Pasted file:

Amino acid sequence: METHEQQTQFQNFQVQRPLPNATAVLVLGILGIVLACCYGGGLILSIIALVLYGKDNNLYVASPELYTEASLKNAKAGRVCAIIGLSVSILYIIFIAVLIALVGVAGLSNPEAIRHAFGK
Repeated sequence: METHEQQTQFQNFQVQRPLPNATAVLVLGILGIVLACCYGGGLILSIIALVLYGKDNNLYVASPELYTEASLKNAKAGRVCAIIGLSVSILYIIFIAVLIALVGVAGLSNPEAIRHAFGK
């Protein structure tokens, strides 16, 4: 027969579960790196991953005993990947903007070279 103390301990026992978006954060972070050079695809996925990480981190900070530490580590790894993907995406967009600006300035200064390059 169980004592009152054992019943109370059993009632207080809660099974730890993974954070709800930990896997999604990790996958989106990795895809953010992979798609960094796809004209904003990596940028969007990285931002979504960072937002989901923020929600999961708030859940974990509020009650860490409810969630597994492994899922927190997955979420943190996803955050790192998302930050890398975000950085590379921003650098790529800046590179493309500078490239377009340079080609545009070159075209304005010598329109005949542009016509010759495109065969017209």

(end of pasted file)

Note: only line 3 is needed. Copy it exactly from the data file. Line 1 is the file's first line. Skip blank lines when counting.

């Protein structure tokens, strides 16, 4: 027969579960790196991953005993990947903007070279 103390301990026992978006954060972070050079695809996925990480981190900070530490580590790894993907995406967009600006300035200064390059 169980004592009152054992019943109370059993009632207080809660099974730890993974954070709800930990896997999604990790996958989106990795895809953010992979798609960094796809004209904003990596940028969007990285931002979504960072937002989901923020929600999961708030859940974990509020009650860490409810969630597994492994899922927190997955979420943190996803955050790192998302930050890398975000950085590379921003650098790529800046590179493309500078490239377009340079080609545009070159075209304005010598329109005949542009016509010759495109065969017209």